A USN presence is pervasive along the Elizabeth river portion of the ICW, but the Norfolk Naval Ship is
Click here and here for info on the Elizabeth River, technically a tidal estuary. Click on the map below to get interactivity.
I was surprised to learn there’s a lock in the ICW, the Great Bridge Lock. I was even more surprised to learn the USACE contracts the operation and maintenance of the lock to a company called US Facilities.
I must read more about the ICW, but in WW2 it proved a safe route for commerce when enemy submarines preyed on vessels offshore.
Paradise Creek pushes oil along the ICW today; when I started this blog, it was a regular workhorse in the sixth boro of NYC.
The color of ICW water is determined by natural tannins.
The ICW is composed of wide open bays and sounds–which have narrow channels-as well as narrow cuts. Here Evelyn Doris of the ICM fleet pushes a covered barge–soybeans, I’ll wager–northbound, possibly to Norfolk.
Ahead is the US Rte 64 Bridge over the Alligator River, a swing bridge.
Note the proximity of the photo above to the Atlantic Ocean.
Tannins in the Alligator River water create this color.
North Carolina today protects a lot of its coastal wetlands. Hunting is permitted, and in fact, VHF radio picked up a lot of communication with folks hunting in there.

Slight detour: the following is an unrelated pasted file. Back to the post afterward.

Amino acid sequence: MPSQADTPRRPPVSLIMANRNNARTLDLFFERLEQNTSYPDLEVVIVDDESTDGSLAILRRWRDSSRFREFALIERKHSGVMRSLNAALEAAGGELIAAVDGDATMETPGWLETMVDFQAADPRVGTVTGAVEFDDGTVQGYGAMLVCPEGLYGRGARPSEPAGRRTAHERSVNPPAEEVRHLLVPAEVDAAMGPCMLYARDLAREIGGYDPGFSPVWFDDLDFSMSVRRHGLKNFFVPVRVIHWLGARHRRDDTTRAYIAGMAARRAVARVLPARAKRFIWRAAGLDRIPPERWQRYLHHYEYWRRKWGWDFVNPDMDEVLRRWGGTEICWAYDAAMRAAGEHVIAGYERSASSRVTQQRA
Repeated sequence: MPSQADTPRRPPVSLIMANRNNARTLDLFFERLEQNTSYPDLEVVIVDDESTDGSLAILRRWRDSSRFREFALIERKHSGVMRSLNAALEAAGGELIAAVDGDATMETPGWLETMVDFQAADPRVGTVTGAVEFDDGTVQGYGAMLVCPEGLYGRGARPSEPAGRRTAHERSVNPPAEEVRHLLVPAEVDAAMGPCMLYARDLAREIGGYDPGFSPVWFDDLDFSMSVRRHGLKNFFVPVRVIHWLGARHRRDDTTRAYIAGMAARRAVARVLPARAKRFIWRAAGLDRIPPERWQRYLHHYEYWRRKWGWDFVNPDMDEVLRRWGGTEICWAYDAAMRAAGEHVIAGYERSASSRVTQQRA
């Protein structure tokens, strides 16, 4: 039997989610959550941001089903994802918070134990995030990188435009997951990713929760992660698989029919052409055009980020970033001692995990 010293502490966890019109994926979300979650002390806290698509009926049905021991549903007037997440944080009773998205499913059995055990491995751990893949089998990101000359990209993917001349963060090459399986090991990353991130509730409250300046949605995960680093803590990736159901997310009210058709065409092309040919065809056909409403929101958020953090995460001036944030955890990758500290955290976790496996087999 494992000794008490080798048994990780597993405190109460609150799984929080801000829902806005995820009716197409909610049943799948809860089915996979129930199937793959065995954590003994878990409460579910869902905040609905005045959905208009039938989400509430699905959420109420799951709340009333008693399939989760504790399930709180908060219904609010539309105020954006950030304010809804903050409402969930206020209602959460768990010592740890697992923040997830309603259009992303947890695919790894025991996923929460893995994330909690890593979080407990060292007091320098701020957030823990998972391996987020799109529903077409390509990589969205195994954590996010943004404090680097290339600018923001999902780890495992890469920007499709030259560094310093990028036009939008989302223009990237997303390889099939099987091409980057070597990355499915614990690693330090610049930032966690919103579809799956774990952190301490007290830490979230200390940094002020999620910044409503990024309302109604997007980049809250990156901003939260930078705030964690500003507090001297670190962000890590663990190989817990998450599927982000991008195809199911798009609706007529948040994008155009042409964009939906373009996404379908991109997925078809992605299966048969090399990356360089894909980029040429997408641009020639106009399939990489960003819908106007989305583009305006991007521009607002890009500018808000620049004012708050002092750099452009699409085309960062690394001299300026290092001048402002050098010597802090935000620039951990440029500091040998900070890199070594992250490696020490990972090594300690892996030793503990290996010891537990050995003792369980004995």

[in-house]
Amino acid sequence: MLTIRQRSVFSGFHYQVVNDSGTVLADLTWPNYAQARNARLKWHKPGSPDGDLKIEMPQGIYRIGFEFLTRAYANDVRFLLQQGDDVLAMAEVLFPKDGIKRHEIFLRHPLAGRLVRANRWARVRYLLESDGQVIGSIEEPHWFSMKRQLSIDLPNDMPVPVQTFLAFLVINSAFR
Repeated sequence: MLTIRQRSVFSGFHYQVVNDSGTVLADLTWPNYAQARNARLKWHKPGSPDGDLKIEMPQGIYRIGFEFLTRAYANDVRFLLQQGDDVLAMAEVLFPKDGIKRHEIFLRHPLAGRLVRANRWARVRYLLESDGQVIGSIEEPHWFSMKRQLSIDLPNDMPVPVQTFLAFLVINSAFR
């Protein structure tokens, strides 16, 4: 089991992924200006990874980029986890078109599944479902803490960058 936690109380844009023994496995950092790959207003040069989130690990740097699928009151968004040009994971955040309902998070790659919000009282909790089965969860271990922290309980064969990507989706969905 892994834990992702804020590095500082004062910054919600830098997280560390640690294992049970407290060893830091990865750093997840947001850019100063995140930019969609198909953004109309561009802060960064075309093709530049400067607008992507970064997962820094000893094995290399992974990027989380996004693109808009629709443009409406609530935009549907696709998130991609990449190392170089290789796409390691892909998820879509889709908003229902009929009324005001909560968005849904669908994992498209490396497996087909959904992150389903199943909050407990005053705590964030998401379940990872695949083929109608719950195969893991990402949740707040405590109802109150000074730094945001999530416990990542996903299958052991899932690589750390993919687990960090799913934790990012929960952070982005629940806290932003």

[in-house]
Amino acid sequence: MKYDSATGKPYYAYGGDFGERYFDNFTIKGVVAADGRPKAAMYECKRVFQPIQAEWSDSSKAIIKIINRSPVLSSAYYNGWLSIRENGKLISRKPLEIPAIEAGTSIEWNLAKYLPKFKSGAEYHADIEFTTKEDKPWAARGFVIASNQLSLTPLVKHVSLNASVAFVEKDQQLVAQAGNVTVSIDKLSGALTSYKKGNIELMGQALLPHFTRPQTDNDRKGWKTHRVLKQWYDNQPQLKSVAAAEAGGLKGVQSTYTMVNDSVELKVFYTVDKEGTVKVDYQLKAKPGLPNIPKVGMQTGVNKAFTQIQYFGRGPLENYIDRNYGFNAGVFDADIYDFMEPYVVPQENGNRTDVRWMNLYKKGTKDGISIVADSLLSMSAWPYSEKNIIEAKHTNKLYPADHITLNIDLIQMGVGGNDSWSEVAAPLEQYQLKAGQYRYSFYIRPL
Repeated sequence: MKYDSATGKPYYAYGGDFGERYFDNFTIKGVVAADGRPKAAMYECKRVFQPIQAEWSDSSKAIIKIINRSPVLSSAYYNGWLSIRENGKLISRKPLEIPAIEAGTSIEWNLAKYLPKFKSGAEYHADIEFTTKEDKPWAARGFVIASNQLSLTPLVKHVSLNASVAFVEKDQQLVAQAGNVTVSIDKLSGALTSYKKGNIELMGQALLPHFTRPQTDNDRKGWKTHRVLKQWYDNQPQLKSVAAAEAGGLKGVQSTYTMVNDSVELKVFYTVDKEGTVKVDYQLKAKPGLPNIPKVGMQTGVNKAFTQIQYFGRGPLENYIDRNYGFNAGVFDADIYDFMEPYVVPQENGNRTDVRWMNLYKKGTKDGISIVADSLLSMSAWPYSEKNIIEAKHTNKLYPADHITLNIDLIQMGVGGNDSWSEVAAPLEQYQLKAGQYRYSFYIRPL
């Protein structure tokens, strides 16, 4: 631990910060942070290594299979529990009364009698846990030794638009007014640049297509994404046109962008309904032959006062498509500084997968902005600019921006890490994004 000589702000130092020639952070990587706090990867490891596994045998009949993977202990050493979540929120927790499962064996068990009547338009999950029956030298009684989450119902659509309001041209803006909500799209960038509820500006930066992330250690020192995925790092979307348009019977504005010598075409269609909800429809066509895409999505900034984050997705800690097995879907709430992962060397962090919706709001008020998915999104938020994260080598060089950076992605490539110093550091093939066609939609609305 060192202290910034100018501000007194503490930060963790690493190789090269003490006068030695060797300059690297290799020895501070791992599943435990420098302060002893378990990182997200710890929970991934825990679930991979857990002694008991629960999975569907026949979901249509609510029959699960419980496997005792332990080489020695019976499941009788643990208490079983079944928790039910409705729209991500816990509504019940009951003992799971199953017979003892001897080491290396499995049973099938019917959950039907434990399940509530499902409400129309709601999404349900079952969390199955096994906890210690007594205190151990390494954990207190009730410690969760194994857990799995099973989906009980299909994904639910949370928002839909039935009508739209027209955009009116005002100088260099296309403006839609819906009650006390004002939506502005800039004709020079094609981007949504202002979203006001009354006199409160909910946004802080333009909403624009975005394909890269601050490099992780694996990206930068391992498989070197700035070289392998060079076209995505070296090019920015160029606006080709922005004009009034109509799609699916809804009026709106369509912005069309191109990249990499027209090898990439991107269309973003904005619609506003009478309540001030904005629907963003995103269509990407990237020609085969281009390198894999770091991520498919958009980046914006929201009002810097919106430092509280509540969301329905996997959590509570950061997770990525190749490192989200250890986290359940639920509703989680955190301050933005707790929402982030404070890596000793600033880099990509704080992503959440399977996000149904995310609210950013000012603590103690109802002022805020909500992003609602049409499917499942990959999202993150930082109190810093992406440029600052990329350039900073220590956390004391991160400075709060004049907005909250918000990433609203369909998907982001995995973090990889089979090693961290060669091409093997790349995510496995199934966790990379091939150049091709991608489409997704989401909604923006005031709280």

Parts of the ICW flow through cuts like the Alligator-Pungo Canal.
This moment of arrival in Belhaven meant a lot to me, because just around the point in the center of the photo is the hospital where I was born. I hadn’t known it, but Belhaven also considers itself the birthplace of the ICW.
Departure time on day 3 was 0600, Jupiter and Venus were higher in the sky than the rising sun.
See the mine area on the south side of the Pamlico River below.
Hunting abounds here.
Note the spelling.
Belhaven used to support a fishing fleet. I’ve no idea how the size of the fleet and market in Hobucken has fluctuated over the years.
Tortuga is docked here for winter.
All photos by Will Van Dorp. Again many thanks to the USMMA Sailing Foundation for inviting me to crew in winter relocation for Tortuga.